by Lynne Jackson
ALBANY: On October 19, Willard Bruce, Commissioner of the Albany Department of General Services, made a presentation to the Common Council about the proposed landfill expansion in the Pine Bush. During the meeting, he told the Common Council members that the City was no longer obligated to dedicate the Fox Run Estate (a mobile home park) to the Albany Pine Bush Preserve.
The City is proposing to expand the landfill onto the Fox Run Estate, the land that was required to be dedicated to the Preserve.
In 2000, the City obtained a permit to operate its current landfill called the P-4 landfill expansion. As a mitigation measure for that permit, the New York State Department of Environmental Conservation required the City to purchase the Fox Run Estate and dedicate the land to the Albany Pine Bush Preserve.
At the time, The Nature Conservancy (TNC) held an option to purchase the Fox Run Estate, and the City was directed to purchase the option from TNC and buy the land (see related story).
The City acquired the option and purchased the Fox Run Estate in 2000. At the time of the purchase, the City was required to dedicate the 40 acres not occupied by trailers (of the total of 60 acres) to the Preserve. When all of the residents of the mobile home park leave the other 20 acres is to be dedicated to the Preserve.
The language requiring dedication is unambiguous. At the meeting, the Honorable Dominick Calsolaro (Common Council member, First Ward) read out loud the requirement from page 11 of the Final Environmental Impact Statement (FEIS) for the P-4 landfill expansion to Mr. Bruce:
“Upon issuance of a permit for the P-4 Project, the City will acquire the existing option, held by the Nature Conservancy, for the 60 acre site immediately north of the Rapp Road landfill (Fox Run Estates and the proposed expansion area of Fox Run
Estates), with dedication of the undeveloped portion (approximately 40 acres) to the Albany Pine Bush Preserve Commission upon closing, and dedication of the remaining, developed portion (approximately 20 acres) to the Albany Pine Bush Preserve Commission upon closure of the mobile home park;”
In response, Mr. Bruce told the Common Council members that documents had been exchanged with DEC and that the dedication of the land was no longer required. He said the City “did intend to dedicate the land, but things change.” He said that the FEIS had been altered.
Alarmed that this condition of the P-4 landfill permit had been changed, Lynne Jackson of Save the Pine Bush wrote a Freedom of Information Law (FOIL) request to the City of Albany asking for copies of those documents which show that the City was no longer required to dedicate the Fox Run Estate to the Preserve.
In response to this FOIL, Ms. Jackson received two letters, both written by a lawyer representing the City to the NYS Department of Environmental Conservation. Both of these letters confirm that the City intends to full-fill its obligation and dedicate the land.
The first letter, written on March 30, 2000, says:
“The purpose of this letter is to provide you with the schedule for the completion of the acquisition of the Fox Run Estates property, as required by Special Condition 29 in the above referenced permit.
“At this time, it is anticipated that completion of the acquisition of the Fox Run Estates will be as set forth on the enclosed schedule. . . ”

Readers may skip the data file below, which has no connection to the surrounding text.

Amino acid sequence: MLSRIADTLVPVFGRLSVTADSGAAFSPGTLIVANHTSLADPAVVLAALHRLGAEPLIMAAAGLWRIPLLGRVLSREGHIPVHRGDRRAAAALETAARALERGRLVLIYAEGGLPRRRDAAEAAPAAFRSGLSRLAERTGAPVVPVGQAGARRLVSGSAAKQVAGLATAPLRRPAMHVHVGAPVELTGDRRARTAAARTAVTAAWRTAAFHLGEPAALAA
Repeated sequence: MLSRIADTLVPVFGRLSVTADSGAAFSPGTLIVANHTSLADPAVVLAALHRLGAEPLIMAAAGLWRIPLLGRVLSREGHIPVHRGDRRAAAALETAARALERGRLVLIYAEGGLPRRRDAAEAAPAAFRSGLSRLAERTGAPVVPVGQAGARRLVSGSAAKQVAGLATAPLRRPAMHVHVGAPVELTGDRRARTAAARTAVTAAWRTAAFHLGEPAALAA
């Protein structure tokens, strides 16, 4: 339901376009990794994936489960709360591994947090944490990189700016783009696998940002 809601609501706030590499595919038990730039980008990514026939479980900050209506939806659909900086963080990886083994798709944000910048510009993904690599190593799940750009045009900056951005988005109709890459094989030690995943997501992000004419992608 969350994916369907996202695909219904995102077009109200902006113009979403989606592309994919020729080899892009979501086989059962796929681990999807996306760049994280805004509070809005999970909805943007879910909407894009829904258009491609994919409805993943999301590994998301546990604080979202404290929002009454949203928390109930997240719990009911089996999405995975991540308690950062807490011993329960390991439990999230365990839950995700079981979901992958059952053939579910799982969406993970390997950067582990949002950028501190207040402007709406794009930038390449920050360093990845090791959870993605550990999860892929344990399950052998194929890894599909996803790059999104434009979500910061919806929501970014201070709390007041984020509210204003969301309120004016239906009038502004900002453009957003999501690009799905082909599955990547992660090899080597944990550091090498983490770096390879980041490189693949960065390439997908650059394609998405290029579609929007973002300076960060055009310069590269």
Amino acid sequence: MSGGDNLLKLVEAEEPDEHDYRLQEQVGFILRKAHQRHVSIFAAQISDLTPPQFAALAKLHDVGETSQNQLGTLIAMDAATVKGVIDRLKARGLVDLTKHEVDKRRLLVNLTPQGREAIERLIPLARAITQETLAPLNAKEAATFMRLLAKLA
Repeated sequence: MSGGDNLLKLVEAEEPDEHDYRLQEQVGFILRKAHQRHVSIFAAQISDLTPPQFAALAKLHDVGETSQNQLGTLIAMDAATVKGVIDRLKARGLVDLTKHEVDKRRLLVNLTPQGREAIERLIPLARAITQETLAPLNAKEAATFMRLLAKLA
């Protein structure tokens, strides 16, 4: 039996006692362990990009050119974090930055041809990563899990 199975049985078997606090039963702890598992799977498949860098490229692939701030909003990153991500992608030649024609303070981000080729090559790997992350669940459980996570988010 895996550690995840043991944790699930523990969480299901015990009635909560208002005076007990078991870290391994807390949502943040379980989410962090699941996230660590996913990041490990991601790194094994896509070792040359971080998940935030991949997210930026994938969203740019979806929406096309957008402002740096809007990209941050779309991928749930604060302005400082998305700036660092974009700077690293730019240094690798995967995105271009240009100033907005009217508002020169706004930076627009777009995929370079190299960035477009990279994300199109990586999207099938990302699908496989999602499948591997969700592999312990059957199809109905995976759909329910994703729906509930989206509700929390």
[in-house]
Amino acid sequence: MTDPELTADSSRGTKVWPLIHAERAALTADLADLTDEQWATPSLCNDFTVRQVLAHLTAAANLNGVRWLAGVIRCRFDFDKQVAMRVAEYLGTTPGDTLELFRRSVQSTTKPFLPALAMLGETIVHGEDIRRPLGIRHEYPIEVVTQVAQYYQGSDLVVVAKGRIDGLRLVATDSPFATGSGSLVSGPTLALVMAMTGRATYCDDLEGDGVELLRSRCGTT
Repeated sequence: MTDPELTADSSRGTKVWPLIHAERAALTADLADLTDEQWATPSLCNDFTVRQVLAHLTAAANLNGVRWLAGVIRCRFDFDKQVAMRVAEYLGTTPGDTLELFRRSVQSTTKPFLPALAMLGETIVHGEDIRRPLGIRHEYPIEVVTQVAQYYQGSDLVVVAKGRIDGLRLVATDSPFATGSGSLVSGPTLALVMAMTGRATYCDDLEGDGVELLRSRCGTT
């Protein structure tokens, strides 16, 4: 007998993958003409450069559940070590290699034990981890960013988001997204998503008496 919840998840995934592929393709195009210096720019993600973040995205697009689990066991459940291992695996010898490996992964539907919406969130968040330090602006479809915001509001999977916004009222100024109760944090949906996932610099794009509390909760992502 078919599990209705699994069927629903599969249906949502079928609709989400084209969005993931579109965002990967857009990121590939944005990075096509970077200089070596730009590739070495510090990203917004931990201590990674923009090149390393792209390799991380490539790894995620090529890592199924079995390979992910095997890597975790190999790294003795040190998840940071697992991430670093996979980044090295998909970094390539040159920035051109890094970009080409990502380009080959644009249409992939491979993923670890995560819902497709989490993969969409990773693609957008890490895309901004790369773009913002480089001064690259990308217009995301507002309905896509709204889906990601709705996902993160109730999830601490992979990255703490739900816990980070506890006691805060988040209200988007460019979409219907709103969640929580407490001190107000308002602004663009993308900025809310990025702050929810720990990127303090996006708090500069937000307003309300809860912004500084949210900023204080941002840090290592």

A time-line for acquisition is included and states:
“on or before 12/31/2000 [-] dedicate, if possible without subdivision, the approximately 40 acres of undeveloped land to Albany Pine Bush Preserve Commission, . . .”
The second letter, written on October 1, 2004, says:
“The purpose of this letter is to provide you with an update regarding the status of the dedication of the Fox Run Estates property to the Albany Pine Bush Preserve Commission. . .
“The City is exploring various options to accomplish this dedication, and will keep the Department advised, as appropriate. . . ”
The two letters the City sent to support Mr. Bruce completely contradict Mr. Bruce’s contention that dedication is no longer required.
The day after the meeting, the Albany City Clerk sent out a letter from Mr. Bruce to the Common Council members, clarifying the City’s position on the dedication. In this letter, Mr. Bruce stated that he never said that the FEIS for the P-4 landfill expansion had been changed. He wrote:
”The important point, as indicated in the [October 1] letter, is that the portion of the site now being considered for a landfill expansion, (the developed portion) was never intended to be dedicated until 2015, because it would continue to be a developed, occupied site, and some residents would remain on site until then. If we do get an expansion approved, it would likely provide disposal capacity to perhaps 2017. Then it would be closed and capped with a special seed mixture that compliments Pine Bush habitat, about 2 years difference from the originally anticipated 2015 dedication of the developed portion of the mobile home park.”
So what Mr. Bruce is saying in this clarifying letter is that the City will dedicate the land to the Preserve after it has been made into a landfill and filled with garbage.
Save the Pine Bush demands that the City immediately full-fill its obligation to dedicate the Fox Run Estate property to the Preserve and seek a better solution to its solid waste issue than creating yet another landfill in the Pine Bush.
Published November/December 2005